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Chris and cinematography
—Chris, trying to troll us as JenkinsJinkies. Like we wouldn't know what tinted windows actually do to your photographs.
Chris's approach to cinematography is all kinds of abysmal, whether we're talking about still photography or videos. Despite years and years of constant and obviously enthusiastic photography and home video making, Chris hasn't learned anything beyond the basics of this craft. In fact, the way he still routinely fucks up things proves that he is handling cameras far worse than your Average Joe...and as we've seen from what Chris has done to his PSEye, "bad camera handling" can be interpreted in 2 ways.
Chris's video production efforts have been hindered by the fact that, despite years of practice, Chris doesn't know anything about cinematography. He's oblivious to several bits of common sense, like "if you want to see anything at all, light the scene properly." Chris goes as far as to never even check his videos before uploading them.
Note that not every failure in Chris's cinematography can be attributed solely to Chris; it's obvious that in some cases where he's in front of the camera he has gotten help that goes beyond merely using a camera timer or doing heavy-handed editing. Yet, he still fancies that he's in creative control of the situation, which just proves that he just doesn't see any mistakes in his pet projects no matter how obvious they are. If you end up as Great Director Chandler's cameraman, he won't complain about your lack of talent (nor compliment you if you outdo him), unless you fail to draw Rosechu's tail correctly.
Framing the shots
Chris assumes that if he can see the lens, then everything can be seen by the lens. He has no idea what it means to be in the focus of a shot, and is constantly standing way out of center, or putting stuff so close to the camera you can't even tell what you're looking at. A shining example is a video to Jackie in which he "swore on the Bible," yet the poor framing makes it impossible to tell whether the object he holds is actually a Bible or not. When handling the camerawork directly, Chris often attempts to experiment with the camera's positioning without properly considering what his audience will see, and as such we are on the receiving end of many masterpieces. Additionally, his lack of proper equipment or controlled co-ordination tends to weigh down such endeavors with constant shaking, or disorienting angles, especially in videos where he moves around.
Another good example of this is in the picture of a scene from Family Guy shown at the right. Not only does it display that Chris is unaware of software that can capture images on computer screens (one of which is bundled with Windows 7 computers onwards), the image is also hampered down by the sights of background lamps and Hulu's watermark that covers the entire screen when a video is paused.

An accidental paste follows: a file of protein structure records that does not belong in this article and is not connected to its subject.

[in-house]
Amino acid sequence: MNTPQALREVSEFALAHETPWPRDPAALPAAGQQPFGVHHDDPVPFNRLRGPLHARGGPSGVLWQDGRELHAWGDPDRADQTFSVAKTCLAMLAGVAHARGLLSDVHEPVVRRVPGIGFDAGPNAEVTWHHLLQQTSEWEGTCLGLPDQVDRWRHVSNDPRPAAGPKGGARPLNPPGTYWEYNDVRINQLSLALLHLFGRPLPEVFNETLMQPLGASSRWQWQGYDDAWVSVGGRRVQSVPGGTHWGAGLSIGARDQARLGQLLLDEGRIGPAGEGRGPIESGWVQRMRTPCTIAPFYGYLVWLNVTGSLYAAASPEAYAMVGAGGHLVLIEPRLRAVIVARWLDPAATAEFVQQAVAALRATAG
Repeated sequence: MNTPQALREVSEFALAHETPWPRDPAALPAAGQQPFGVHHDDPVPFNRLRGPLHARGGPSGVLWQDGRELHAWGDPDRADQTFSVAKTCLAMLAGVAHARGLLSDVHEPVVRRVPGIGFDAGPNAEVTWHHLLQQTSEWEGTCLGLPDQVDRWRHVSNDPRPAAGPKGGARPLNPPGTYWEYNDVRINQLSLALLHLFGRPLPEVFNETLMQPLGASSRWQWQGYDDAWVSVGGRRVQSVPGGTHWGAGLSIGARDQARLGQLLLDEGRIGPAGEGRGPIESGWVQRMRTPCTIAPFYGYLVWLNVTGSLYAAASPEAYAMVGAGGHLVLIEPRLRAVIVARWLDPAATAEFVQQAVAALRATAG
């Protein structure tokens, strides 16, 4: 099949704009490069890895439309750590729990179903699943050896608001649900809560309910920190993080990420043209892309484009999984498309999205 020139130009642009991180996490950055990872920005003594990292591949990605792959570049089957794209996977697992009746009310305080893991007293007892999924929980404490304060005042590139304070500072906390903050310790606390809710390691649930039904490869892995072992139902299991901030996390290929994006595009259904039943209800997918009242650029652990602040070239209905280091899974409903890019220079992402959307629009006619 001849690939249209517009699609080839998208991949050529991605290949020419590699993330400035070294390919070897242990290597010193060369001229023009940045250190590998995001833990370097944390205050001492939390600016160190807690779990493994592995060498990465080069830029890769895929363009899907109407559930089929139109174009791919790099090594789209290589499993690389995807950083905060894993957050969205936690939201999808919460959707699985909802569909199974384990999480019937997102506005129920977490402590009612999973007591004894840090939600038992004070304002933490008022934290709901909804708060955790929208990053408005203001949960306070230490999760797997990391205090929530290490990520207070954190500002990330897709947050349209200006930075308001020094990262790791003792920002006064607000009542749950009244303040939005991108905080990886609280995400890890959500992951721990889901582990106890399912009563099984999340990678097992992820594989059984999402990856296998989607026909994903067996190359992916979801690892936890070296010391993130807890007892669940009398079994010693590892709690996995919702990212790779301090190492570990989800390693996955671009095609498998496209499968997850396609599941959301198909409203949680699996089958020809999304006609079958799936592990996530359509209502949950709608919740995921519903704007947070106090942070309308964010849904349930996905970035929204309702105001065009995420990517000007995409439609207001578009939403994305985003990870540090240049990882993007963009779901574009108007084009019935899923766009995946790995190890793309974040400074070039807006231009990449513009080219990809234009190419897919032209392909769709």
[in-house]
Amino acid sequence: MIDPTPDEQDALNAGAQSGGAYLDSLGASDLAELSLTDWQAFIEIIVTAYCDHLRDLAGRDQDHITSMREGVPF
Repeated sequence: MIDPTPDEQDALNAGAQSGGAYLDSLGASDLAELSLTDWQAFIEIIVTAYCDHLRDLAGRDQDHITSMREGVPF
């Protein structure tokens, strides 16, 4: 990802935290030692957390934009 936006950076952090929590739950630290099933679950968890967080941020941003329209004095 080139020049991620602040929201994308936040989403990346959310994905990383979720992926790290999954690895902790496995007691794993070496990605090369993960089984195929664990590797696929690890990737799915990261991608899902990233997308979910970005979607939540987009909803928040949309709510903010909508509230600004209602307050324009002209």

Chris relies extensively on autofocus. Autofocus usually works with a slight delay and it usually can't focus on subjects that are too close to the camera. Many cameras have a specific autofocus mode or require manual focus for macro photography...and judging by some rather blurry shots in A Week With Christian Chandler (probably shot with a 35mm SLR camera from the school), he can't even get the latter right.
Most of Chris's YouTube videos have been lit completely wrong. Plainly put, if you're making videos indoors, you've got to turn the room lights on! Human brains can automatically adjust to different color temperatures, but film and video cameras either lack the automata to handle this, or are constantly struggling in bad lighting conditions to figure out what's going on. Chris assumes that if there's enough natural light coming in for him to see anything at all, then the video is lit properly. As a result, many of Chris's indoor video shots have a distinct, disgusting yellow tint that make it look like it was shot in a jar filled with pee. Of course, it also doesn't help that he has never heard of white balance. This is somewhat subverted with his videos shot on his iPhone, but other factors hamper down whatever merit he gets out of it.
Many of Chris's photographs, as in the Scrapbook and A Week With Christian Chandler, have been shot against light (i.e., camera facing the light source). This usually leaves the subjects in shadow and obscures the details.
Chris also commits a common novice mistake in thinking that camera flash completely negates the need for proper lighting (a naïve view of "if it's day, everything is OK, but if it's night or you're indoors, then just use the flash"). In fact, flash will highlight the front of the scene, but it can also overexpose the shot if the subject is too close to the camera. If the background is unlit, it adds a very big contrast and stark shadows.
As inept as he is at video production, he's equally bad at post-production as well. A good example of this is whenever he needs to put text on the screen during his videos. Even the simplest video editing software (looking at you, Windows Movie Maker) will allow you to easily put text on the screen and make it so that anyone watching the video can read it, whether it's changing the color of the font or adding a drop shadow. Chris doesn't do this, opting instead to write the text on a piece of paper and film it with his camera. Probably the best example of this is seen in The July 10th Messages where, at the start of each of the videos, he films a piece of paper with a YouTube username while informing us that the video we're about to see is addressed to the user shown. In one of the videos, he has a message below the username that, because he never bothers to focus the camera, is completely unreadable. This wouldn't be a problem if he could just use software to add text to the video.